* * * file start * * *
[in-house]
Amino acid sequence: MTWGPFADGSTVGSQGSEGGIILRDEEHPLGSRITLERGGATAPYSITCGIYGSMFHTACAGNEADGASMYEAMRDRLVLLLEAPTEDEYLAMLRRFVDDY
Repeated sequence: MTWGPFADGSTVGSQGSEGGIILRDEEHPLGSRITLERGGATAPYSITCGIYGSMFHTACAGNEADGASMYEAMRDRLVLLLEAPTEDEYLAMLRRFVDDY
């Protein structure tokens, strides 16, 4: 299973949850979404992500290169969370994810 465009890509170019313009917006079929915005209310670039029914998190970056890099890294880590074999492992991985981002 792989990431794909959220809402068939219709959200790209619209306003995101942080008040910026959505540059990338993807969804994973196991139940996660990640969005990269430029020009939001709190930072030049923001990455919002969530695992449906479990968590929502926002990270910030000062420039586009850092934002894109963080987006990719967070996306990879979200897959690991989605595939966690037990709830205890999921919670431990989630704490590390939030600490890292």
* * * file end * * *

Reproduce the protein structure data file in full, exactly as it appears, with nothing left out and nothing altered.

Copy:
[in-house]
Amino acid sequence: MTWGPFADGSTVGSQGSEGGIILRDEEHPLGSRITLERGGATAPYSITCGIYGSMFHTACAGNEADGASMYEAMRDRLVLLLEAPTEDEYLAMLRRFVDDY
Repeated sequence: MTWGPFADGSTVGSQGSEGGIILRDEEHPLGSRITLERGGATAPYSITCGIYGSMFHTACAGNEADGASMYEAMRDRLVLLLEAPTEDEYLAMLRRFVDDY
């Protein structure tokens, strides 16, 4: 299973949850979404992500290169969370994810 465009890509170019313009917006079929915005209310670039029914998190970056890099890294880590074999492992991985981002 792989990431794909959220809402068939219709959200790209619209306003995101942080008040910026959505540059990338993807969804994973196991139940996660990640969005990269430029020009939001709190930072030049923001990455919002969530695992449906479990968590929502926002990270910030000062420039586009850092934002894109963080987006990719967070996306990879979200897959690991989605595939966690037990709830205890999921919670431990989630704490590390939030600490890292």